As technology advances, remote working is becoming a fact of life. With that in mind, we look at five aspects to focus on when setting up a functional home office.
One in three Australians now regularly works from home, according to recent data from the Australian Bureau of Statistics. As more workplaces embrace the idea of remote work, that number will only increase.
That means having a functional and comfortable workspace at home may soon become essential. To that end and to help remote workers be more productive, we’ve picked out five essential aspects to focus on when setting up your home office.
If you don’t create separation between your office and the rest of your home, your work will follow you everywhere. After 5pm and on weekends you’ll still feel like you’re on the clock, which is terrible for your work-life-balance and can lead to problems with stress and relaxing.
To that end, your home office must be in a room that can be shut off outside of work hours. Keep distractions like TV and magazines out of the space and if possible make your office a distinct room, so that you can separate work from play mentally. Do everything you can to maintain that boundary.
Organisation is the foundation on which efficiency is built. That’s why your home office should be well laid out so that it’s a space in which you can stay focused and access everything you need to work.
Ensure that the things you use everyday are at your fingertips and feature prominently in the room. Remove distractions and put items that you’ll only need occasionally out of sight but within reach. Simplicity and minimalism will help your mind remain clear and focused on the task at hand.
The old saying ‘a bad workman blames his tools’ misses the mark. The truth of the matter is a bad workman has bad tools, so you must ensure that you have the equipment necessary to get the job done efficiently and effectively in your home office.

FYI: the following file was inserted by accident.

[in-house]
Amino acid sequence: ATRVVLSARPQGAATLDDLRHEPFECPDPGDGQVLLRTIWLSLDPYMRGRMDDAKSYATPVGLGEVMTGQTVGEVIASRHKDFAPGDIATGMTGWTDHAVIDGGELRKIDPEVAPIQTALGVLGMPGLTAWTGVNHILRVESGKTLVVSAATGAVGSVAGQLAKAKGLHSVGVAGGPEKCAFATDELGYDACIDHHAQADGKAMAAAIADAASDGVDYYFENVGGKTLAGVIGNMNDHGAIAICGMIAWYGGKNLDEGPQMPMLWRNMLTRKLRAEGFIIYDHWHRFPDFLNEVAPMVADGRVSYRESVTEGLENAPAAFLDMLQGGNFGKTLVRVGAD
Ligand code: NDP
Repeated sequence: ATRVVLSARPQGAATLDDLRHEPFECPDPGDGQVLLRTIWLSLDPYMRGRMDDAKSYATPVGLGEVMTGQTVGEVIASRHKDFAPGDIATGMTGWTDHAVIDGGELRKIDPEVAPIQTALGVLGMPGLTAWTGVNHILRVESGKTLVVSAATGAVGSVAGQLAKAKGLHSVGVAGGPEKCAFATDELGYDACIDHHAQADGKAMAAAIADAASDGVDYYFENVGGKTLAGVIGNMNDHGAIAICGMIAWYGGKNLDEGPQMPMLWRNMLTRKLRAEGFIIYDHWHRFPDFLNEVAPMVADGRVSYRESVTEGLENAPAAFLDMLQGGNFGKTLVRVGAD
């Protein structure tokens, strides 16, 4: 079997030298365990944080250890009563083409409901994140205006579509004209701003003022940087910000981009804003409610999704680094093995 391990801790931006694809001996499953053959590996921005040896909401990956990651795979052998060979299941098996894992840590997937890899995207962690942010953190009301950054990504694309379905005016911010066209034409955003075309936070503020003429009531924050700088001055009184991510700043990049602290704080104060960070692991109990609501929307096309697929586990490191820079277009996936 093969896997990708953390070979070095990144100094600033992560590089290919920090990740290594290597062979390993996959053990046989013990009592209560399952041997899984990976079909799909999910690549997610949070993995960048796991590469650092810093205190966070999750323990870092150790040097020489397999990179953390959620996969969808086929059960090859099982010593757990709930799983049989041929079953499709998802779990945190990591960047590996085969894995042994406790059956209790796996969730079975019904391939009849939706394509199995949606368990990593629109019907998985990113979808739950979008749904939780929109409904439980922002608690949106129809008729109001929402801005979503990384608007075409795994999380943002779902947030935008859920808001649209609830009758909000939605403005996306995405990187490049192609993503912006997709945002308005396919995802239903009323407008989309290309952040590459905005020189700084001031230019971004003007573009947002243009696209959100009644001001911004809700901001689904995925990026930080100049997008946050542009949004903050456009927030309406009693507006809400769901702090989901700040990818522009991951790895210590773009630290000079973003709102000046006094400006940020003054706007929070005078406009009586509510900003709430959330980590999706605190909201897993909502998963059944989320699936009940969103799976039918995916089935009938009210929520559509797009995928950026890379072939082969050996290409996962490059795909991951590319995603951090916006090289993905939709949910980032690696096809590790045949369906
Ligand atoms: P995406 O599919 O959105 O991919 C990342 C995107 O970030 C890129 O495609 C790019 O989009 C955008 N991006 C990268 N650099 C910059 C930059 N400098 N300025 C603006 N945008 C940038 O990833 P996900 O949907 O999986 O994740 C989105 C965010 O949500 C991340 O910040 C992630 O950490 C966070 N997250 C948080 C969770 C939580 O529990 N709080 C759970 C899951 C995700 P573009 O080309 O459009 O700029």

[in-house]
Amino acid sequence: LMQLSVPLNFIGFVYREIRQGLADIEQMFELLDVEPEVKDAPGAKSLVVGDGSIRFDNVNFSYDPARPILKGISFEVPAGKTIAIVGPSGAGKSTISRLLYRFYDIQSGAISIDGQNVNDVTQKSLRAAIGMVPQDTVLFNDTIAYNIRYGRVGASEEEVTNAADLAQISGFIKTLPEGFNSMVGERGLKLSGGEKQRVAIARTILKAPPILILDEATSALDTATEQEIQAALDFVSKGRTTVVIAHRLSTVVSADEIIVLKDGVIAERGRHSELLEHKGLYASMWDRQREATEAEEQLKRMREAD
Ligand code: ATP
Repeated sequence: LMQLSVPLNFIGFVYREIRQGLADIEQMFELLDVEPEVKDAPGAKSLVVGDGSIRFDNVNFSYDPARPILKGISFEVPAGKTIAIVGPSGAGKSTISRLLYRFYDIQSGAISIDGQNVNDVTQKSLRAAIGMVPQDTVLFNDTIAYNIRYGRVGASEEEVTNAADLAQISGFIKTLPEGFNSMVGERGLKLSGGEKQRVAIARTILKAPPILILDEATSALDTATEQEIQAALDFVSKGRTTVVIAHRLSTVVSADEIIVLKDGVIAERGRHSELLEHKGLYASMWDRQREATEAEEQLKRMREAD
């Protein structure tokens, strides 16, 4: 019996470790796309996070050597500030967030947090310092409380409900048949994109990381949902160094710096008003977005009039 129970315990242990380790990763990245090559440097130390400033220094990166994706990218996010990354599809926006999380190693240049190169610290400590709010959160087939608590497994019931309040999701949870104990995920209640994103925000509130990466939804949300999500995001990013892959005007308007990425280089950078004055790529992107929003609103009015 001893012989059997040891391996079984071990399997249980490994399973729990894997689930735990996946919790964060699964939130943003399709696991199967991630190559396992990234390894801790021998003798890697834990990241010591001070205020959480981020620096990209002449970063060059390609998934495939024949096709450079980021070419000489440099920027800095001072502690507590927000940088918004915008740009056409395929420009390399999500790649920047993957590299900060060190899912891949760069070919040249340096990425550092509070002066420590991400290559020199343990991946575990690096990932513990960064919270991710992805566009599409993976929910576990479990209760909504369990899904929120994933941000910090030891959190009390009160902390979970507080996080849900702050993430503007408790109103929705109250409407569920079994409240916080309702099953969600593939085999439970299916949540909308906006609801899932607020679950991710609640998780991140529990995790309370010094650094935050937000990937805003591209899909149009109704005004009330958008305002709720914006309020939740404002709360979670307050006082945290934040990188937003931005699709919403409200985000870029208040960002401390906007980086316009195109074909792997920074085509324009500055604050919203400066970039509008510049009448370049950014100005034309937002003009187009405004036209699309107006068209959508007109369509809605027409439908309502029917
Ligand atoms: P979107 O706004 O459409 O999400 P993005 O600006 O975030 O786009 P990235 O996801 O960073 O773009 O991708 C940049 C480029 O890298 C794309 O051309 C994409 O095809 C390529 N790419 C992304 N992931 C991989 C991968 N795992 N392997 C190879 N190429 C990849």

If possible, invest in a setup that’s similar or better than what you have at work. If your equipment’s up to the task, you may find that thanks to decreased distractions and increased focus you’re able to get far more work done at home.
Professor Robert Kelly, an associate professor of international relations recently gave his expert opinion on CNN News regarding a dire political crisis in South Korea. He broadcasted direct from his home office becoming a viral internet sensation when his two children loudly burst into the room on live television.
The point is that there’s so much that can distract you when you’re working from home. Whether it’s curious kids, rowdy flatmates or noisy neighbours, you must be able to shut yourself off so that you can work distraction-free. That may mean dropping the kids off at daycare before work, or simply locking the door and letting your flatmates know you don’t want to be disturbed.
The lighting in a room can affect your mood and productivity more than you might think. For that reason, when setting up a home office you should choose a room that gets as much sunlight as possible.
You should also make sure that the lighting in the room is bright and even so that your eyes never strain when reading or looking at a computer screen later at night.
Pay close attention to these five aspects when setting up your home office and the results will speak for themselves. When that happens your employers are likely to keep coming around to the idea of remote work – and you’ll enjoy better job flexibility as a result.